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Wednesday, 26 September 1973
Page: 1518


Mr KEATING (Blaxland) - It seems that whenever the Opposition is in trouble it brings the old word-smith into the House. The only thing that I would like the Deputy Leader of the Opposition (Mr Lynch) to do some day is to change his cassette. We are becoming a little tired of listening to the same old stuff coming from him every time he is put into the breach. The whole fact of the matter under debate at the moment is that we are seeking an extension of the Commonwealth's power. That is the issue. The issue concerns not prices and incomes but whether this Parliament should have power to exercise with respect to incomes.

Some mention has been made of constitutional inadequacies. Australia is a federation similar to West Germany, the United States of America and other countries where the governments of those countries have complete power over the national economy. The Government of a country like Australia should have had these powers many years ago. Instead of that, we have been fooled around by the tomfoolery of the Opposition which is caught in a political cleft stick. Honourable members opposite talk about a prices-incomes policy but, when it comes to the jump, they baulk at it. The Leader of the Opposition (Mr Snedden) asked only last week: 'Has there ever been such a vacuum in responsibility?' He said that the Government was seeking power over prices when really it knew that the problem would be resolved only by combined action on prices and incomes. Here is the great opportunity for the Opposition to support action in this direction; but it is prepared to squib it.

It is no news to the Opposition that this matter was to arise. The Opposition knew about it yesterday. I remind the Opposition that yesterday the Constitution Alteration (Prices) Bill passed its second reading stage in the Senate and at the moment is in its Committee stage in the other place. I would say that good sense on the part of any government would be to try to have prices and incomes referenda put to the people at the one time. If this legislation now proposed is to be deferred, the result would be that the referendum on each matter would need to be held on 2 separate occasions before Christmas. What we seek to do is to synchronise the referenda on the 2 matters. The Senate must go through certain constitutional requirements with respect to legislation proposing referenda. With those factors in view, we felt the urgency to bring this legislation before the House.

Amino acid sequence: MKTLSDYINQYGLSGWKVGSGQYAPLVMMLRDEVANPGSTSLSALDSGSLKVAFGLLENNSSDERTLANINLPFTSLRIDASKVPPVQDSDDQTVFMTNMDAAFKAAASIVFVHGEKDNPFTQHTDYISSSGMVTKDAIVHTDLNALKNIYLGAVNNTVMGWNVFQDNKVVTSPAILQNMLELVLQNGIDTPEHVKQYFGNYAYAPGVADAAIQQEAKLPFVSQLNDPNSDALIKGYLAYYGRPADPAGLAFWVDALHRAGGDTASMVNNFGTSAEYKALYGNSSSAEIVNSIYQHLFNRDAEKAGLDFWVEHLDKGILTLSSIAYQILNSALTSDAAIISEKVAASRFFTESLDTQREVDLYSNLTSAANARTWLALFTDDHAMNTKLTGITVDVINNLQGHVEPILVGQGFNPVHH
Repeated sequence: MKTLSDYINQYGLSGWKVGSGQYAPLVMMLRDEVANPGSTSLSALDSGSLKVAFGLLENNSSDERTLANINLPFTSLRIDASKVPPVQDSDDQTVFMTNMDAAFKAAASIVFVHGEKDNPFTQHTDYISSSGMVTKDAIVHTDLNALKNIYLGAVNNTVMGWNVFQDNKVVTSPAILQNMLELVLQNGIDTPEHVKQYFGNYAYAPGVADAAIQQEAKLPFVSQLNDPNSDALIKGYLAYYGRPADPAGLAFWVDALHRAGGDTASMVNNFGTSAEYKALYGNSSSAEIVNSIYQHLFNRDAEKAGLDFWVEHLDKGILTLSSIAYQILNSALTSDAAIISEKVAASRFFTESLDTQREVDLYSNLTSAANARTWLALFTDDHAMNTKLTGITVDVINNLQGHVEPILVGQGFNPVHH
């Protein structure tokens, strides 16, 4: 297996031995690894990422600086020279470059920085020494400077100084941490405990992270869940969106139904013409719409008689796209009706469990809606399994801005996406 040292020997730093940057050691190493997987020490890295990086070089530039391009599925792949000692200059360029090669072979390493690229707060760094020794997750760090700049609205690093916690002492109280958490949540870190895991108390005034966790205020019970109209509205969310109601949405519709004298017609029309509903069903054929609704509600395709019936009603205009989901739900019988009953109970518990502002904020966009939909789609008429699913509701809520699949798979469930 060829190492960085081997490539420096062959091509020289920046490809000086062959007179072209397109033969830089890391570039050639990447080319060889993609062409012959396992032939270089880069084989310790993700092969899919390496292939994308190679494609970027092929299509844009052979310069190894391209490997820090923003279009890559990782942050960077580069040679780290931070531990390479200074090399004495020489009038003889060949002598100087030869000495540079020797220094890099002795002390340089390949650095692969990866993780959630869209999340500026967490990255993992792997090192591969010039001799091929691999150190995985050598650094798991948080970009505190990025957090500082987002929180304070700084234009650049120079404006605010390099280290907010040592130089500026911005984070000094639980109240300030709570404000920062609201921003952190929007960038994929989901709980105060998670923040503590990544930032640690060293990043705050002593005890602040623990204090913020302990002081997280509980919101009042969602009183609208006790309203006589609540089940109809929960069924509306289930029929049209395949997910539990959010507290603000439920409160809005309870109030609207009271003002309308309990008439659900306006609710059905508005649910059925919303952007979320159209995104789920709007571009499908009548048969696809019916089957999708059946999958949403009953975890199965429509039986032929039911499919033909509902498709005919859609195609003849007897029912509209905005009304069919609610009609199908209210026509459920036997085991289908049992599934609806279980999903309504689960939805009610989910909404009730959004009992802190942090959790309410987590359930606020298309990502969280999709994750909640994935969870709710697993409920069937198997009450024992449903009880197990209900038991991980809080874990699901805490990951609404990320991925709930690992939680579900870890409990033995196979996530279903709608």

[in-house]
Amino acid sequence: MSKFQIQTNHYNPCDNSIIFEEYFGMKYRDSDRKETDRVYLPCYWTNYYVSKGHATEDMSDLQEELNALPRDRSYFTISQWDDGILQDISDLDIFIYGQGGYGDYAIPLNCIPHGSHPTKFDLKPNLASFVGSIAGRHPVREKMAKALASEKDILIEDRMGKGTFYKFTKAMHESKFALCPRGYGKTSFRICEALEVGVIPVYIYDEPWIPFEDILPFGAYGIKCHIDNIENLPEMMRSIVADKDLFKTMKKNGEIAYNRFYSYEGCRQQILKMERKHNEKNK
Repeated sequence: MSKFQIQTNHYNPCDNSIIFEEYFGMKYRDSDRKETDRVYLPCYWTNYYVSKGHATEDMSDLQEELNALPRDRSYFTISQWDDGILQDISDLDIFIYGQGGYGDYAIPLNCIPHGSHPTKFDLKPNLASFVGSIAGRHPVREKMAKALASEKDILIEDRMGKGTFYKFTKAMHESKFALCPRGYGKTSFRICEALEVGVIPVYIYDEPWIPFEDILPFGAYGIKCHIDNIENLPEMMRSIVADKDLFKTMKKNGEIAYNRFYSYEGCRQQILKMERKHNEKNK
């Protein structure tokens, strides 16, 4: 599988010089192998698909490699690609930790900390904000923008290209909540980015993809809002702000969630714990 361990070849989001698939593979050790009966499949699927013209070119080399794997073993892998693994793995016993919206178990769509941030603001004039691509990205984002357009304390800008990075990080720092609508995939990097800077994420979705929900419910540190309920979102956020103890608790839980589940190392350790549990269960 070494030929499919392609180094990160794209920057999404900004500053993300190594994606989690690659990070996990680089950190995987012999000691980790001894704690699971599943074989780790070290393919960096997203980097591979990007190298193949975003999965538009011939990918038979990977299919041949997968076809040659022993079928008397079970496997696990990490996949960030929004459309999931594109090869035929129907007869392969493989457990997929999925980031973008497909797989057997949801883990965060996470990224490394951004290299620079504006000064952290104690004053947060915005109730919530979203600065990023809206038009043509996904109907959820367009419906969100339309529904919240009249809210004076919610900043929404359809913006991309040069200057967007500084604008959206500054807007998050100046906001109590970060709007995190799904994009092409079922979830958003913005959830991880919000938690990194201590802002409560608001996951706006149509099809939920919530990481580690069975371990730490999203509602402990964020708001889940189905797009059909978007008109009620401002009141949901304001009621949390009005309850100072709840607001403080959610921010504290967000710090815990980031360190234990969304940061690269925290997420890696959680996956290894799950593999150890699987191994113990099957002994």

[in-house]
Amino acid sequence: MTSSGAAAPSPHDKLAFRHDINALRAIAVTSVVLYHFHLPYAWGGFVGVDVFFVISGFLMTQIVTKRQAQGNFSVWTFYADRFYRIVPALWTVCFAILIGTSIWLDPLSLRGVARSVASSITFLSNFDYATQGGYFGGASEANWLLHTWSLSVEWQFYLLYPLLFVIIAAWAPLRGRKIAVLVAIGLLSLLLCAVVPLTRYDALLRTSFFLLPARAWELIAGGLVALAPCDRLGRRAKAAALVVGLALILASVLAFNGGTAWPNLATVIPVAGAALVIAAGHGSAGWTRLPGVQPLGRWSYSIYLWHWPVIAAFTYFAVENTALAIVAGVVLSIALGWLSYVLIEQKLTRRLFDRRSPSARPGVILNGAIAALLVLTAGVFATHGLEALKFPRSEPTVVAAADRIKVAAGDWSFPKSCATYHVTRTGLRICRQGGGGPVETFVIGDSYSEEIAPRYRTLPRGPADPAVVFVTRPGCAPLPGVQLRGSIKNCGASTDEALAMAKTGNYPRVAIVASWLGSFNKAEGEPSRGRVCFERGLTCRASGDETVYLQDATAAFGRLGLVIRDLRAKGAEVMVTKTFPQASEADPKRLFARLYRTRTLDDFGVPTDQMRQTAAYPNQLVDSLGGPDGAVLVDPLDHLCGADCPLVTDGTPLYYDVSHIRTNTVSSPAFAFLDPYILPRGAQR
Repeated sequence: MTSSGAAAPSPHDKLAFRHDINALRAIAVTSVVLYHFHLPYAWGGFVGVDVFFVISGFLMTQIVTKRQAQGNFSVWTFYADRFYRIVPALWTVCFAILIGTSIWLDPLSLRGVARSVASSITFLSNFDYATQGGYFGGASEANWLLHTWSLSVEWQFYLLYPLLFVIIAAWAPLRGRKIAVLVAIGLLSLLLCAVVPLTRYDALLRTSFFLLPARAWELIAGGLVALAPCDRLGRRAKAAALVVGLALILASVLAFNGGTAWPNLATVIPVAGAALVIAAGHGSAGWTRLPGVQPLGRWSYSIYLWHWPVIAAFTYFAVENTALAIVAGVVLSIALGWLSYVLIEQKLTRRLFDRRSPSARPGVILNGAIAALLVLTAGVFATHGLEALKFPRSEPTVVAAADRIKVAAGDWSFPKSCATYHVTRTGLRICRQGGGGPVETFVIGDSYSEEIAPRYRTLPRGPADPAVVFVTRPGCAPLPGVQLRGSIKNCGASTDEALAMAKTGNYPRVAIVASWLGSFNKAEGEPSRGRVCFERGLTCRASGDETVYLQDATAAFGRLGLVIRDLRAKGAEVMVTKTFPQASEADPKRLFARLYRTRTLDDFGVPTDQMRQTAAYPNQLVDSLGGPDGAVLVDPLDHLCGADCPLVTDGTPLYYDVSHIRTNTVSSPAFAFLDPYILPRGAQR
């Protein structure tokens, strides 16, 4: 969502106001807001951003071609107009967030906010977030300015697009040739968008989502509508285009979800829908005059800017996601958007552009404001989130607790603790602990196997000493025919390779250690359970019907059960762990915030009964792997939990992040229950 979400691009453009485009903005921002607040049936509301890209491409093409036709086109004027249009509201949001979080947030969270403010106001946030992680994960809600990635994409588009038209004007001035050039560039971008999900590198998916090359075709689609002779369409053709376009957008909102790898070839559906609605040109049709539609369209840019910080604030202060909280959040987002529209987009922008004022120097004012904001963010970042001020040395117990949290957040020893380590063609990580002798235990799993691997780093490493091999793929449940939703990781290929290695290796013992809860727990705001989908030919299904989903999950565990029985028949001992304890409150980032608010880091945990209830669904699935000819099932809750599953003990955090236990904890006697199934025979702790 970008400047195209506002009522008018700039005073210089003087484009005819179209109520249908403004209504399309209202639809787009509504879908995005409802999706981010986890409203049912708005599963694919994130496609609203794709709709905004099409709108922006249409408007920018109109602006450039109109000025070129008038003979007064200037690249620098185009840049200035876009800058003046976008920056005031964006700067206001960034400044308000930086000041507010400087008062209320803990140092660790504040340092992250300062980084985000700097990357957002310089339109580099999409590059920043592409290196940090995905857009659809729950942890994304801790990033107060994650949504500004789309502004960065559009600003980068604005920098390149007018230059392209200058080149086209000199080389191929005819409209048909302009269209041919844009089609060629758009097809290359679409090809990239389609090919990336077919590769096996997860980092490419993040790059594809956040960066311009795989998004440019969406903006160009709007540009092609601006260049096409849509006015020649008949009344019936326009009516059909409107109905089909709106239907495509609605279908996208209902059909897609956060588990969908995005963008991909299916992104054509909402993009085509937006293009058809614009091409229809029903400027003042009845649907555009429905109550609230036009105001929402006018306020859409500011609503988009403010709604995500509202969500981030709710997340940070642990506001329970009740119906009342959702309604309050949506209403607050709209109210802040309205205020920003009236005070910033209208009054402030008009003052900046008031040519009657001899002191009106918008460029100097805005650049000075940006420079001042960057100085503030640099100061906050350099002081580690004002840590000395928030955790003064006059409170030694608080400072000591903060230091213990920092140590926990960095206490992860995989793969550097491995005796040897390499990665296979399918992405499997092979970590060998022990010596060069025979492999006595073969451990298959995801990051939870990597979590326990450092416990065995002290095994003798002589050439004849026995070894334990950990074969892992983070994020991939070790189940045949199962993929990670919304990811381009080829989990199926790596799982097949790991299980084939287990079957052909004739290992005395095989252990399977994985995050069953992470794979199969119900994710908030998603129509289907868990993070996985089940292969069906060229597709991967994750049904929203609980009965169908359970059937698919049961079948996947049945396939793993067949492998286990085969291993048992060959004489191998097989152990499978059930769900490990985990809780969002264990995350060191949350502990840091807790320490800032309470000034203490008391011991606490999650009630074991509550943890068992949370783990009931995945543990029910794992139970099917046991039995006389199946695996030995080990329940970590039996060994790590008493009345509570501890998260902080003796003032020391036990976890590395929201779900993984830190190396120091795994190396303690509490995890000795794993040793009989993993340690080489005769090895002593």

This legislation is designed to give the people a choice. What the Liberals and the Australian Country Party are proposing to do is to deny the people the right to a choice. We are not offering the people legislation. We are offering them legislation for a choice. Yet, we have heard all of the claims about the Parramatta by-election result and what the Liberals would do about inflation and about rising prices. Here is their opportunity. What have they done? The only thing that the Liberals have done about inflation is to give Australia a 13 per cent level of inflation. 1 take the Deputy Leader of the Opposition to task on that very point. He mentioned that the level of inflation that Australia is currently experiencing is the responsibility of our Government which took office on 2 December last. He does not mention the scare Budget of last year when the pool of unemployed in Australia stood at 120,000 persons. The former Government needed to eradicate that unemployment. It spent money as if it was going out of business. That money was allocated and appropriated in August of last year, was spent in January and February of this year and generated its way through the economy in about March and April with the result of a level of 13 per cent-


Mr Turner - I rise to take a point of order. What we are debating is the question of urgency to suspend Standing Orders and not the merits or otherwise of the referendum proposal put before the House. Now, I am anxious that there should be a proper debate on the merit of the referendum proposed to be put before the people. If we fritter away our time now by talking about the urgency or otherwise of this motion to suspend Standing Orders so that a few people manage to get in some remarks that they ought not to get in on the merits of the case, we shall be wasting the time in this debate and denying ourselves additional time for the debate which is to come.


Mr SPEAKER -Order! The point of order is made. I ask the honourable member for Blaxland to confine his remarks to the reasons why the Standing Orders should be suspended.


Mr KEATING - I am prepared to do that. I was just answering some of the matters raised by the Deputy Leader of the Opposition. The fact of the matter is that we see an opportunity io bring to the Austraiian people a right to make the choice whether this Parliament should be given power over prices and incomes and to extend our constitutional power to govern the national economy. Who can argue that in a country like Australia with its enormous development the Australian Parliament should not have adequate constitutional power over the national economy? That means power over incomes, over prices and over other economic factors. I believe the Standing Orders ought to be suspended and the Opposition's arguments just cast aside.







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